Not much going on, just the various papers catching up on the Hwang mess. The only new news I've seen on that is that Hwang did report to the Korean government in January that the stem cell cultures had been infected. The Korea Times reports that Park Ky-young, the presidential advisor for information, science and technology affairs, is now in hot water herself because she did not report it directly to the president, Roh Moo-hyun.
Otherwise, it's a lot of editorializing and reflecting. I'll just give you a few snippets of what people are saying. Here's a bit written by two scientists for the San Jose Mercury News (you might have to register to read the whole thing):
Science depends upon trust in the honesty and integrity of its practitioners, perhaps more than any other human endeavor. The peer-review process means that experts review the data and the methods that are reported but, ultimately, scientific articles are a form of testimony. Other scientists then attempt to repeat research results -- so that if something is fabricated it will typically be discovered over time. But oversight committees like human experimentation committees have to trust what their investigators tell them. Journals also must rely on scientists to tell the truth to them. And researchers themselves often have to rely on the honesty of their graduate students and post-doctoral students. When trust breaks down, the very possibility of science is threatened. That is why so much time is spent these days emphasizing to young scientists the importance of integrity.
The mess in South Korea reveals the ethical problems inherent in high-pressure, high-stakes and highly competitive science. Ever since James Watson described in his book ``The Double Helix'' the shenanigans that he and his collaborator Francis Crick engaged in to be the first to discover the structure of DNA it has been very clear that ambition, competitiveness and the desire to be the first can lead the best biomedical researchers to engage in dubious, immoral and even fraudulent behavior.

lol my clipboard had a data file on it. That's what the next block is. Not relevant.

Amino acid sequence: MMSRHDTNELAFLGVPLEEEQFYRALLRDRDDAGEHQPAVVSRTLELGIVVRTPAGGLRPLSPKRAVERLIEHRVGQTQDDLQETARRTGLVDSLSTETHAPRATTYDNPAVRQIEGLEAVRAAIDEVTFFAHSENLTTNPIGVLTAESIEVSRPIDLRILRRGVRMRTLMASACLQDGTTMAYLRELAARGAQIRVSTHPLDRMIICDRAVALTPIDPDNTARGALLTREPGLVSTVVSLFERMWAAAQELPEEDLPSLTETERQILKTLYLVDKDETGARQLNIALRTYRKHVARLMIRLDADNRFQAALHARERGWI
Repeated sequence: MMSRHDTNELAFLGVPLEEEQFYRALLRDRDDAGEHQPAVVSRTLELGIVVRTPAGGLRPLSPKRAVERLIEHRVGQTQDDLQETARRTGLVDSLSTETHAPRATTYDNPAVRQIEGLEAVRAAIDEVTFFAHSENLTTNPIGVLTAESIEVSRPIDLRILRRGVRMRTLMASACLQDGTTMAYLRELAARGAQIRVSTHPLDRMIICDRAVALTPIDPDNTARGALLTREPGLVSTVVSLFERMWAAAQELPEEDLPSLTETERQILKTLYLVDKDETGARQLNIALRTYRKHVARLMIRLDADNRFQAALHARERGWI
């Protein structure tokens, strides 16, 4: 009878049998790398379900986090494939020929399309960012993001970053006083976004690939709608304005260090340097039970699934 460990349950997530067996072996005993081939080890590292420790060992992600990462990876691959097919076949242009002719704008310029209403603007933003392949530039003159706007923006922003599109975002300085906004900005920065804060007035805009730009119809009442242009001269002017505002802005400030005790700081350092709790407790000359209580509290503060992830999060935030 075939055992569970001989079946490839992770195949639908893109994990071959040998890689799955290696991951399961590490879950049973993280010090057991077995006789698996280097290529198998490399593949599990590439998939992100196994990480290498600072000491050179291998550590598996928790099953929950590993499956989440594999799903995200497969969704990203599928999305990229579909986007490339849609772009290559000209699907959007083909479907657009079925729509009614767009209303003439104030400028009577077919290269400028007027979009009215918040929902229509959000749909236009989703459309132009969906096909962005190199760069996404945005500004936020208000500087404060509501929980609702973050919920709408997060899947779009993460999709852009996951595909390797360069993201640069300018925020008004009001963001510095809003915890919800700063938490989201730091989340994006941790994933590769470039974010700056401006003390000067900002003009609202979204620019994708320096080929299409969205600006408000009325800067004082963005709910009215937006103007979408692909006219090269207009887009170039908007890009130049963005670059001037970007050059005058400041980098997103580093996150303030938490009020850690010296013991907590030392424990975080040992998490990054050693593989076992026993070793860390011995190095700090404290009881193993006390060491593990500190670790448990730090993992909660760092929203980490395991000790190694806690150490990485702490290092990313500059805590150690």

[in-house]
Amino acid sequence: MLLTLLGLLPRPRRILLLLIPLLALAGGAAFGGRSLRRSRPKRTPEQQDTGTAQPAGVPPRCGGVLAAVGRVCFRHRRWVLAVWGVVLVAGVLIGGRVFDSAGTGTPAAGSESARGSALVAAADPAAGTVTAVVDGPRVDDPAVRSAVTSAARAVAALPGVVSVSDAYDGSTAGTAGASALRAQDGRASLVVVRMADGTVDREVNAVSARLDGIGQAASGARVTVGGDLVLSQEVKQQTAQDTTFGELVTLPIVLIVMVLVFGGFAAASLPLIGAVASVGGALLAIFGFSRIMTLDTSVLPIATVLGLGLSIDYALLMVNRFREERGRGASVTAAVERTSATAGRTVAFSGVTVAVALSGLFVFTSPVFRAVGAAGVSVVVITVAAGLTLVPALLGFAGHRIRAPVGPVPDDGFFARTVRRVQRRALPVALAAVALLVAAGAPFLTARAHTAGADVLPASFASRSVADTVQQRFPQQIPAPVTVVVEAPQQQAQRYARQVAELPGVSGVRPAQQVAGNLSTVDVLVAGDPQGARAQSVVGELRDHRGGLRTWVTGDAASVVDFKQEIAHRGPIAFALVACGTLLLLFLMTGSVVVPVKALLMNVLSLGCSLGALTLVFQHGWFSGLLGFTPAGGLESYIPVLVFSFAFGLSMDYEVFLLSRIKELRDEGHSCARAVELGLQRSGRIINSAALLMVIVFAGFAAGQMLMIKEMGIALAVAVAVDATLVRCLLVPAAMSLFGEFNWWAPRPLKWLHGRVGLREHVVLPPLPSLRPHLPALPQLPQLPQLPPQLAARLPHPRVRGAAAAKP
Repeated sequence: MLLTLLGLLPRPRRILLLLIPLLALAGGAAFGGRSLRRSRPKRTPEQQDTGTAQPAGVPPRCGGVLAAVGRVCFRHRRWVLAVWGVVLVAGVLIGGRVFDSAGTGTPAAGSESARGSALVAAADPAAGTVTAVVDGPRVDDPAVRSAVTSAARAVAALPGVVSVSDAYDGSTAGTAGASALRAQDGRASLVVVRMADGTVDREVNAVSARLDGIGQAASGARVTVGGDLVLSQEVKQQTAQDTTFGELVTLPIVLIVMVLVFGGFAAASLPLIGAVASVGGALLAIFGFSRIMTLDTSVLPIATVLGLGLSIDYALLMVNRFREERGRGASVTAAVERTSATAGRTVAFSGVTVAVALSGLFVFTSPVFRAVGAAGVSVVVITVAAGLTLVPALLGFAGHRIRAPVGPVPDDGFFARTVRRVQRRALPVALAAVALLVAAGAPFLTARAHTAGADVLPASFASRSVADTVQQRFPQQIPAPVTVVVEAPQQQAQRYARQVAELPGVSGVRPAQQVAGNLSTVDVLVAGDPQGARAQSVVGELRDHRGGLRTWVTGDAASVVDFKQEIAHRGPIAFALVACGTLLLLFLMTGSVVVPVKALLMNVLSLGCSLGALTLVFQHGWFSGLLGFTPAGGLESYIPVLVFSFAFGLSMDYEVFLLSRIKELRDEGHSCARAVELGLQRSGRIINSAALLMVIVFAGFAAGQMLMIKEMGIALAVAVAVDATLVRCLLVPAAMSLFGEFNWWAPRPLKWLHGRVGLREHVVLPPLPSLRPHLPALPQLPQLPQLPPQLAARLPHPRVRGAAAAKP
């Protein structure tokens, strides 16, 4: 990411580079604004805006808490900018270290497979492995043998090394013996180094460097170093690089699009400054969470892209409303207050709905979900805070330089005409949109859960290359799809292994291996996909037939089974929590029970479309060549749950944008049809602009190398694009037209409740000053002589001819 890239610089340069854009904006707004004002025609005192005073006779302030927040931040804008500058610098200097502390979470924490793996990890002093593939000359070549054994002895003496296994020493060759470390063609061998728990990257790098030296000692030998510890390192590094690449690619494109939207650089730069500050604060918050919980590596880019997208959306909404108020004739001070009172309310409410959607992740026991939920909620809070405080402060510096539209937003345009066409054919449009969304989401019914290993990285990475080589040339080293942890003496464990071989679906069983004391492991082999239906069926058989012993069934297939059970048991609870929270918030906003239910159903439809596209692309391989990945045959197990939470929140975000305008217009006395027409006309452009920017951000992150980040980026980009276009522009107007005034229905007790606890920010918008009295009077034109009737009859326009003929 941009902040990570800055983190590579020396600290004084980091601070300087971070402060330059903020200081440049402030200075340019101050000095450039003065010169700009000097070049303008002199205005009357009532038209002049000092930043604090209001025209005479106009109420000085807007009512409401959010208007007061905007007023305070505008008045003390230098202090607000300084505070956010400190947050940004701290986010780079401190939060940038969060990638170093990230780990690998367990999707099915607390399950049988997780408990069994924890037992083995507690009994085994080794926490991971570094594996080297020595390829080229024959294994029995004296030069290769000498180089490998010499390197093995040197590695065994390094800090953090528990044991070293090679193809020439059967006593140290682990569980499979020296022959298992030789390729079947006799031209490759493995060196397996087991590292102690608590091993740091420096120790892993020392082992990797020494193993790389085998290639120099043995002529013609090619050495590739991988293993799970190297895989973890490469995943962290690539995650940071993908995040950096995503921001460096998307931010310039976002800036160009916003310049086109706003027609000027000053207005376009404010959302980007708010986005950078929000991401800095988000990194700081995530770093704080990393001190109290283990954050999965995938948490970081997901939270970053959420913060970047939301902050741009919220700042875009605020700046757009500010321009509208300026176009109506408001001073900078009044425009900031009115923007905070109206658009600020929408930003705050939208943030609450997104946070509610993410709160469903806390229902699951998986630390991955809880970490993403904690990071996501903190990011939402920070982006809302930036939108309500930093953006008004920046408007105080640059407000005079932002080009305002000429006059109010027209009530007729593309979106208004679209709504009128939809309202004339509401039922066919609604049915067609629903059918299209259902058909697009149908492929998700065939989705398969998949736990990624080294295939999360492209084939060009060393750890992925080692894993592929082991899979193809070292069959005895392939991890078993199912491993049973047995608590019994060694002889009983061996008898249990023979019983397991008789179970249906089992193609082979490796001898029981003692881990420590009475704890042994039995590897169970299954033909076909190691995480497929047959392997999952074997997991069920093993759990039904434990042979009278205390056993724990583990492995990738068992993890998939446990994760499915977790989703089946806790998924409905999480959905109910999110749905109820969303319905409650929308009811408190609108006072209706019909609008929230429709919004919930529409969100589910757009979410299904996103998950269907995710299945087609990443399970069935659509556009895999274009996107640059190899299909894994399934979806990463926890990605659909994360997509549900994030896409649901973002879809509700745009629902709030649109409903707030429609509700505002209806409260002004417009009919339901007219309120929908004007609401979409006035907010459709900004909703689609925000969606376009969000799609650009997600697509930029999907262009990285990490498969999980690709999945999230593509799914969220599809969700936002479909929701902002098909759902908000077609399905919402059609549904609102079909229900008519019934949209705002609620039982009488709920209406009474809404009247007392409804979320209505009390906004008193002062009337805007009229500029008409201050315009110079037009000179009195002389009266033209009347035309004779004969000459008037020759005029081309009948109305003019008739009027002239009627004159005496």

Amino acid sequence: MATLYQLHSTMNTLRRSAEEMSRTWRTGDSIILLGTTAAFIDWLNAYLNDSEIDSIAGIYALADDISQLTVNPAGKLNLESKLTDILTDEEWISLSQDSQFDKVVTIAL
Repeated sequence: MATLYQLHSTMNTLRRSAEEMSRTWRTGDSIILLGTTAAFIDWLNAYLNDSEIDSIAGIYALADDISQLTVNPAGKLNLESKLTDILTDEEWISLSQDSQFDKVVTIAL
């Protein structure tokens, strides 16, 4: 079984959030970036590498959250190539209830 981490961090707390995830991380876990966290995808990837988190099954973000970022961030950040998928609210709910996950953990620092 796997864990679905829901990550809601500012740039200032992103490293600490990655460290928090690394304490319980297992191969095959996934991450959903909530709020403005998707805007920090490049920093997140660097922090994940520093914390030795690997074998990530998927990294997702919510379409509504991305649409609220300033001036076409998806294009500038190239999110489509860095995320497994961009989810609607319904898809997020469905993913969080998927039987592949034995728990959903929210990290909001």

And here's part of a statement from the Associate Director of the American Council for Science and Health: "The news of alleged misconduct by Dr. Hwang Woo Suk, the South Korean scientist hailed as a stem cell pioneer, is disturbing and bizarre. But it is essential that the behavior of one brilliant but seemingly troubled researcher not be used to besmirch the still promising field of embryonic stem cell (ESC) research."
The Albany Times Union has a piece by two bioethicists (including one of the same writers, Arthur Caplan, as the San Jose Mercury News bit above) about the speediness of science; it also addresses the recent French face transplant.
An extensive piece in the San Diego Union-Tribune says,
Meanwhile, San Diego biologists say the scandal shows why the United States needs to lift federal funding restrictions on the use of human embryonic stem cells for research, which requires the destruction of embryos.
"We would have figured out very quickly that there was some problem here. . . . And the truth would have come out much sooner had we been in a position like we normally are – to be able to jump in and work with complete freedom," said John C. Reed, president of the Burnham Institute in La Jolla. "It's very important that we have laboratories throughout the country and around the world to . . . verify whether observations made by one group are reproducible by another."
Another bit of the same article:
Dr. Evan Snyder, head of stem cell research at the Burnham Institute in La Jolla, said the embarrassing South Korea episode shows how science's built-in system of checks and balances can root out misconduct.
"This was an example of the scientific community doing what it does routinely, which is police itself," Snyder said.
I guess the good news is that is a scandal, and that none of this has been accepted by the larger communities.